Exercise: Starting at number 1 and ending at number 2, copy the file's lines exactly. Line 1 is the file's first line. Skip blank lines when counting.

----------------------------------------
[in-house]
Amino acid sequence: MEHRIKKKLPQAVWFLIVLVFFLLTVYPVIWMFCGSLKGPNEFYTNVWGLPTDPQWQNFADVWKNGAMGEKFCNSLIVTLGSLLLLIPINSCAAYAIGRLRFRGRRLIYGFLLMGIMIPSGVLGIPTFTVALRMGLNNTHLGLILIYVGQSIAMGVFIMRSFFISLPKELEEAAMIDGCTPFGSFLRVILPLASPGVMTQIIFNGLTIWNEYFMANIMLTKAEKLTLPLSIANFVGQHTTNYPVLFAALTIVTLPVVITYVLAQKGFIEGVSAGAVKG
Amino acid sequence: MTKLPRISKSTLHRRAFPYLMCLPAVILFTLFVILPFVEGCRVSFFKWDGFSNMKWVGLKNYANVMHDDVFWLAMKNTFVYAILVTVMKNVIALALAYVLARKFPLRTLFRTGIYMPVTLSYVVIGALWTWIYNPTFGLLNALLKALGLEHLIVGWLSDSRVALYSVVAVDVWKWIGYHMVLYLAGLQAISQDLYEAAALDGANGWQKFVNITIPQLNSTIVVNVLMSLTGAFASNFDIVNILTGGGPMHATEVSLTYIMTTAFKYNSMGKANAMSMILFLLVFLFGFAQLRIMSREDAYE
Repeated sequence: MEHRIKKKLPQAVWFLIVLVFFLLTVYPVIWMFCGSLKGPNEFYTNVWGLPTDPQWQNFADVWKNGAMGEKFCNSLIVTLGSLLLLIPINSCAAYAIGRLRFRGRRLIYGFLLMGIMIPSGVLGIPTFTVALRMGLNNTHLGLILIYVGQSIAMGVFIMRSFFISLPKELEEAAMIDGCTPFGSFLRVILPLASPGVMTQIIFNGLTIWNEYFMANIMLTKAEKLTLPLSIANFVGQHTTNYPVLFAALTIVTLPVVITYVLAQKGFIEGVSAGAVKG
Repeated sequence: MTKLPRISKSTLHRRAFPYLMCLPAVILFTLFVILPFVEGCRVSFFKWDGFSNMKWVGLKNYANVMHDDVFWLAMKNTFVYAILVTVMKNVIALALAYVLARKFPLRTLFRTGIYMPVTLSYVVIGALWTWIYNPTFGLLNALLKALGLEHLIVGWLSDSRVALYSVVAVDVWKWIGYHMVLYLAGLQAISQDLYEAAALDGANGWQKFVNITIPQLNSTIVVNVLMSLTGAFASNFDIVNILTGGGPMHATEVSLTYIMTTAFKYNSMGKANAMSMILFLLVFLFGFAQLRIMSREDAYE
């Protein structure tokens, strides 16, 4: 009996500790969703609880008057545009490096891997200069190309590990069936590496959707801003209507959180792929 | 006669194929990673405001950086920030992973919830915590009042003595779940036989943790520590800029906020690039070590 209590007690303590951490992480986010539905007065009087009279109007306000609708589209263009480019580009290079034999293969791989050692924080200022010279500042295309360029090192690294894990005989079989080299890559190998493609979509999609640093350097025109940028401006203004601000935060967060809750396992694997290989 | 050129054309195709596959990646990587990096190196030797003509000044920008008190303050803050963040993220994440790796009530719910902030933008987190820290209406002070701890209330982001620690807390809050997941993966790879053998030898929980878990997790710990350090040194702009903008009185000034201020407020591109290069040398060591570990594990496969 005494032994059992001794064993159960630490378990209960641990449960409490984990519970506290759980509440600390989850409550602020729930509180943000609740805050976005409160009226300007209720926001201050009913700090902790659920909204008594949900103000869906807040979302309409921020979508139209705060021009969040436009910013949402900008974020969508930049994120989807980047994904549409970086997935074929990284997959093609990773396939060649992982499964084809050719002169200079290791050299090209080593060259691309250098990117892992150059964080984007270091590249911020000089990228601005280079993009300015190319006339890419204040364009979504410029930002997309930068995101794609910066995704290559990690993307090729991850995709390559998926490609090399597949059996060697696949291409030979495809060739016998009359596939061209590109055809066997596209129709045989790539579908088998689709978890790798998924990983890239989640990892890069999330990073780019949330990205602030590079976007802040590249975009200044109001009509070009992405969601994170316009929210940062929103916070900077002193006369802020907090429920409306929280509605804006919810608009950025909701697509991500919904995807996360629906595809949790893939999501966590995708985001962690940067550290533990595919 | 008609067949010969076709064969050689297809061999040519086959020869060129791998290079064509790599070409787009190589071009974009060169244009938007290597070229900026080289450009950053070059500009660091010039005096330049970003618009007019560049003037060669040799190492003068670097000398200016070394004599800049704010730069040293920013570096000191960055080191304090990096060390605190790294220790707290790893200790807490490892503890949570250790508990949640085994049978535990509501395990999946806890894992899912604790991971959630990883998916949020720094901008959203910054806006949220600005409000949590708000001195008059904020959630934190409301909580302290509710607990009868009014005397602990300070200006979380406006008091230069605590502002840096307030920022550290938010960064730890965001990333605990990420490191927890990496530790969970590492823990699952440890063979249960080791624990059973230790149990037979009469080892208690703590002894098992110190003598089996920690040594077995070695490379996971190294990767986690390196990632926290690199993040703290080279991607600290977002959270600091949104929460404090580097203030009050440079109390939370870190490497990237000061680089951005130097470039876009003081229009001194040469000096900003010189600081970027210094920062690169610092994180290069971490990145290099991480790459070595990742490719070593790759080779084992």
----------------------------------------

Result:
[in-house]
Amino acid sequence: MEHRIKKKLPQAVWFLIVLVFFLLTVYPVIWMFCGSLKGPNEFYTNVWGLPTDPQWQNFADVWKNGAMGEKFCNSLIVTLGSLLLLIPINSCAAYAIGRLRFRGRRLIYGFLLMGIMIPSGVLGIPTFTVALRMGLNNTHLGLILIYVGQSIAMGVFIMRSFFISLPKELEEAAMIDGCTPFGSFLRVILPLASPGVMTQIIFNGLTIWNEYFMANIMLTKAEKLTLPLSIANFVGQHTTNYPVLFAALTIVTLPVVITYVLAQKGFIEGVSAGAVKG